The Night Ship


“As is the way with souls confined, tempers fray and flare, ill-spoken words fester, coincidences become intrigues. Minds seethe with resentment and revenge like the worms in the water barrels. As the ship spoils, so does the air between the people.”― Jess Kidd, The Night Ship.

1629: nine-year-old Mayken leaves the Netherlands with her nursemaid to join the merchant father she’s never met across the globe in the Dutch East Indies on the Batavia, one of the greatest ships of the Dutch Golden Age. Curious and mischievous, Mayken begins a secret, second life as the cabin boy Obbe, befriending a soldier, a sailor, a kitchen boy, and the ship’s barber-surgeon while trying to hunt down the eel-like monster Bullebak purported to live belowdecks.

1989: A lonely boy named Gil, also nine, is sent to live with his cantankerous grandfather on Beacon Island off the coast of Western Australia among the seasonal fishing community where his late mother once lived. This is where the Batavia sank, and an archeological excavation of the wreck is now underway. The project intrigues Gil, as does the rumor that a ghost haunts the island.

The Night Ship is based on a true story that I found far more interesting than the novel. I went down a long bunny trail on this one:

On the morning of June 4, 1629, the Dutch East India flagship Batavia wrecked on Morning Reef off Beacon Island with 341 people aboard. Approximately 100 people died in the immediate aftermath. The following morning 180 people—among them 30 women and children—were ferried two kilometers to the island.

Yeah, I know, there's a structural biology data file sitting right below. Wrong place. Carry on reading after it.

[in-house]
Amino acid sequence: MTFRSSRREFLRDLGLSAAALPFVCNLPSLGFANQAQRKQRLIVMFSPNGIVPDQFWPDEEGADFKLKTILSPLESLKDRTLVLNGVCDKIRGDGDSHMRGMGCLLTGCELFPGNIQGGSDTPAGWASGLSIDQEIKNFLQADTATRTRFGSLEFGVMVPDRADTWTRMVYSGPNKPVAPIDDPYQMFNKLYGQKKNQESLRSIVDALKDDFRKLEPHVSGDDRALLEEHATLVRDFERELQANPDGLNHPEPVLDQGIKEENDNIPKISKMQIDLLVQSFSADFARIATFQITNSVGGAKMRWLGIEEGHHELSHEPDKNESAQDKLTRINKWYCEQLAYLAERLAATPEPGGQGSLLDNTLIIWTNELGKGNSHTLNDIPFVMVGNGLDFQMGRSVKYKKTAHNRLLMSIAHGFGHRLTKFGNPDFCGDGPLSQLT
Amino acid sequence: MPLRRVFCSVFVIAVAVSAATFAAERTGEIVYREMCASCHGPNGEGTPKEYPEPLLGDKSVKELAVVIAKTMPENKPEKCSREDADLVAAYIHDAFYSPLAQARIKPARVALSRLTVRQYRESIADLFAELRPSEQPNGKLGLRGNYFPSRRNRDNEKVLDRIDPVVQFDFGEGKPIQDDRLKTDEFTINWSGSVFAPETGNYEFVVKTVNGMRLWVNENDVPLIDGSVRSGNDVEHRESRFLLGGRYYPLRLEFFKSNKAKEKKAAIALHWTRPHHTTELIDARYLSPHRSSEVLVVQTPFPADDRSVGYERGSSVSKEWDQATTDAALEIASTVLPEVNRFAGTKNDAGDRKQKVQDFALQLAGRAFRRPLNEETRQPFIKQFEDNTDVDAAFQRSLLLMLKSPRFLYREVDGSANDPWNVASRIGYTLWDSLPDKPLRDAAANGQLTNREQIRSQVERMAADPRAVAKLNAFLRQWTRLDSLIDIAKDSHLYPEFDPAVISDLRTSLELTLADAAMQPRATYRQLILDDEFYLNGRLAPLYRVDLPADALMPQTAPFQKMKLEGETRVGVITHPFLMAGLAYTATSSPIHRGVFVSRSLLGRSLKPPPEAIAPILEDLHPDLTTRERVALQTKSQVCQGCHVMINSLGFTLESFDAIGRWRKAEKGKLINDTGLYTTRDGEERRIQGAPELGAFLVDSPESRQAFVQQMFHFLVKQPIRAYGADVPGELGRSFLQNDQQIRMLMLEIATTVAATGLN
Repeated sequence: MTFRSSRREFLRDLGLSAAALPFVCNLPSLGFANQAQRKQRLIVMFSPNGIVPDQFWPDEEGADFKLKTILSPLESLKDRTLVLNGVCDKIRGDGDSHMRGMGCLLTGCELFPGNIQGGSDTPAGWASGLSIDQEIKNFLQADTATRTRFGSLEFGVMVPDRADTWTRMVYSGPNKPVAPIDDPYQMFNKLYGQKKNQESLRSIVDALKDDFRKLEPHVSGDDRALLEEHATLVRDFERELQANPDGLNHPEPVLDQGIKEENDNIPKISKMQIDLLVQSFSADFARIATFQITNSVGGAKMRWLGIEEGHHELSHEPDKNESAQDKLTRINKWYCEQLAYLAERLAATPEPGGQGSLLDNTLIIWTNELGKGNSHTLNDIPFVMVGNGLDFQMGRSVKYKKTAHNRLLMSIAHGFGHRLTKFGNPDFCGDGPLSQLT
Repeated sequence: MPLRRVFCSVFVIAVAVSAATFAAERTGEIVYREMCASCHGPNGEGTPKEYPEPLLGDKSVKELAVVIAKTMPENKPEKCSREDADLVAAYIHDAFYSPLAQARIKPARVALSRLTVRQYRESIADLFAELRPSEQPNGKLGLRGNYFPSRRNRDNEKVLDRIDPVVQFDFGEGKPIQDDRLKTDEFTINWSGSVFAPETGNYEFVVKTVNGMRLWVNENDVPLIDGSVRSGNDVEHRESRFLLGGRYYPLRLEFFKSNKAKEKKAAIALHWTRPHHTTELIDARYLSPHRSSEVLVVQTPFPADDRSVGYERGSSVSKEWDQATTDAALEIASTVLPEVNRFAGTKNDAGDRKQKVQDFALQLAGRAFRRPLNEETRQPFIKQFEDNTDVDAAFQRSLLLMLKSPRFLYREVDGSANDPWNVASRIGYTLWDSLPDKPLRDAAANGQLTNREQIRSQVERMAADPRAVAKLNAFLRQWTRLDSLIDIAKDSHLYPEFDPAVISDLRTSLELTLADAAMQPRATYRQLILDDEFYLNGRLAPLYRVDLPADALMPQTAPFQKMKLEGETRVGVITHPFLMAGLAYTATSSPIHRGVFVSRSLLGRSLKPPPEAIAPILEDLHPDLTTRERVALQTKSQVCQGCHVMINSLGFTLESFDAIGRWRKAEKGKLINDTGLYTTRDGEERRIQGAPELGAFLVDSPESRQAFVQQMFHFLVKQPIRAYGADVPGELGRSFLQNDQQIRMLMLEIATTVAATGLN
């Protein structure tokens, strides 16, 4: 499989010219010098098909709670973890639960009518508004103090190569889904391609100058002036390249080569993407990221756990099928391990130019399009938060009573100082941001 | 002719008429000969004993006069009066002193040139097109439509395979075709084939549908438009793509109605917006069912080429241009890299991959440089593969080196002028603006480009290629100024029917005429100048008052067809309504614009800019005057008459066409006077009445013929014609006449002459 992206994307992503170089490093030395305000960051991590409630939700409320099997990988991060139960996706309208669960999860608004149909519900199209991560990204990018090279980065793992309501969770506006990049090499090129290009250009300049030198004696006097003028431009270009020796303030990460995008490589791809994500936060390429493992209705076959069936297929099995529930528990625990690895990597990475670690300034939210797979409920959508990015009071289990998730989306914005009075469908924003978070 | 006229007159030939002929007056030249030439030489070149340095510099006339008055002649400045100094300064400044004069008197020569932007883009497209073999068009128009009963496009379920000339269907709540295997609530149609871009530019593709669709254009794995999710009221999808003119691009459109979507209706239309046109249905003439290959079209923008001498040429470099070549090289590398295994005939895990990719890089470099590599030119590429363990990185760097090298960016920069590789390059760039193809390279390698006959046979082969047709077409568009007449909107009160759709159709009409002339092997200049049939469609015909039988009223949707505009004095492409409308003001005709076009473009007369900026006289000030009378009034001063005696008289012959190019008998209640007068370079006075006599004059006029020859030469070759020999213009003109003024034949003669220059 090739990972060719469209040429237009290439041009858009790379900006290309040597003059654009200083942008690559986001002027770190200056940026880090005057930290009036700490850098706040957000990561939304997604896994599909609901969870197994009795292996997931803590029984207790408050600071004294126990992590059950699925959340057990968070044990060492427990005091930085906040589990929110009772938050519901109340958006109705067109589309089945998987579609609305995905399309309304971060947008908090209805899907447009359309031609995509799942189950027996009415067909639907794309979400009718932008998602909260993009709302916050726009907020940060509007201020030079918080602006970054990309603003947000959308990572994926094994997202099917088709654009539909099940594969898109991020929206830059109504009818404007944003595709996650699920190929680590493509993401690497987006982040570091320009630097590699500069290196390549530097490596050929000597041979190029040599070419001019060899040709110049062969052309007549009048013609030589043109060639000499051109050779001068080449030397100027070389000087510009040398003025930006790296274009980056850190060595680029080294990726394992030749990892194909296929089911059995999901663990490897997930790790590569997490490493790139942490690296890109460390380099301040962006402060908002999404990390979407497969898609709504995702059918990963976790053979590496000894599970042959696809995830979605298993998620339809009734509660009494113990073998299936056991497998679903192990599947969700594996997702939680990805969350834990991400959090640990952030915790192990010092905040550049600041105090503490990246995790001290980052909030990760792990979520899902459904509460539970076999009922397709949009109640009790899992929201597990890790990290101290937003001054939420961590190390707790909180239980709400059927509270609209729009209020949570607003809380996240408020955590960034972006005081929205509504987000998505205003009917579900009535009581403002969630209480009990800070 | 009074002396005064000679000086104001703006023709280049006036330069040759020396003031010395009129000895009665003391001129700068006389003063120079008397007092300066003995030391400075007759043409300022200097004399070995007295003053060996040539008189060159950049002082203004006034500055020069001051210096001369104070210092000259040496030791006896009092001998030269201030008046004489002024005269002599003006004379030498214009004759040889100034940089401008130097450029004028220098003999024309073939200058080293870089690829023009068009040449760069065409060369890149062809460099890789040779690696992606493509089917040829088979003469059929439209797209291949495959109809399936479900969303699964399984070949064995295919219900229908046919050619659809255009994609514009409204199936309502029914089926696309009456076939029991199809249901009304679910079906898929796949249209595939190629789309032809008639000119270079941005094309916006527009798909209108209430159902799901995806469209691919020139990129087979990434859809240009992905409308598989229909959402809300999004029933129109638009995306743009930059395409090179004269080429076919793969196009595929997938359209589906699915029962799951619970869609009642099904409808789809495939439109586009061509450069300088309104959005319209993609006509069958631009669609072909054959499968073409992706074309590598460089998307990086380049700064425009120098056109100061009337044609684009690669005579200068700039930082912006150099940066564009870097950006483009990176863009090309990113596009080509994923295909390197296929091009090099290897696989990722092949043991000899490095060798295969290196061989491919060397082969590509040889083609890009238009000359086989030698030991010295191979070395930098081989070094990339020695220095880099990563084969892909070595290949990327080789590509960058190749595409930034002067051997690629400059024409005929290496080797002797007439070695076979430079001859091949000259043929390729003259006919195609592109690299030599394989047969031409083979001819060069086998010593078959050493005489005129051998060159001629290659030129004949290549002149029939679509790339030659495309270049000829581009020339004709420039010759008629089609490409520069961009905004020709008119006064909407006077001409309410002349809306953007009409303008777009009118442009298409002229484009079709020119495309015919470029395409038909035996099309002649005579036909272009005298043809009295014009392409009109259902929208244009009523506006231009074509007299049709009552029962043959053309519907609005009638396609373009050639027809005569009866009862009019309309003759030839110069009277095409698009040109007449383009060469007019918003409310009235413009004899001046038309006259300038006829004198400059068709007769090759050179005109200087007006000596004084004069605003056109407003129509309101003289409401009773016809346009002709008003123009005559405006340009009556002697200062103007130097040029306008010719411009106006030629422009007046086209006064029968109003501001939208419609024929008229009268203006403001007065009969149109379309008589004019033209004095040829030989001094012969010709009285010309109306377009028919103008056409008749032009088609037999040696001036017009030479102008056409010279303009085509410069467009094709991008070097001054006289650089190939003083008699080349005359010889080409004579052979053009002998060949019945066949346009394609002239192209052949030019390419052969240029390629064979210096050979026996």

After an extensive search for fresh water, Commander Francisco Pelsaert sailed with his senior officers to Batavia (modern-day Jakarta) to find help. Pelsaert left his deputy, Jeronimus Cornelisz in charge, who, unbeknownst to Pelsaert, had been plotting a mutiny prior to the wreck.

Cornelisz became a brutal dictator. He rationed food and confiscated all weapons. Any rafts made by survivors also had to be relinquished. He divided the population into smaller groups and spread them among the nearby islands, many under the pretense of searching for fresh water and abandoned to death. He then orchestrated a massacre that, over several weeks, resulted in the murder of approximately 125 of the remaining survivors, including women, children, and infants. The marauders cut people’s throats at night and took others out to drown on makeshift rafts. They kept some women as sex slaves.

It took three months for Pelsaert to return from Batavia with the rescue party. He took the worst of the mutineers to Seal Island and punished them—executioners cut off their right hands before hanging the men. Cornelisz lost both hands before his hanging on October 2, 1629.

After it was all over and they had executed all mutineers, only 116 Batavia survivors remained.

Although the intricately plotted parallel narratives worked, and the book had plenty of drama, this was a tough read for me. There was some witty writing in the 1989 timeline, but the pacing was slow, and the chapters were too short, making the writing seem disjointed. Mayken and Gil were motherless, which was already sad. Add an epidemic of dysentery, primitive medical care, rape, and murder, and you have a melancholy, disturbing novel. The Night Ship has a fascinating premise based on a historical event, but I never connected with the characters and found the plot too grim. 3 stars.

If you’d like to read more about this historical shipwreck, follow this link.

*Thanks to the NetGalley and the Publisher for a copy of this book. The opinions expressed here are my own.

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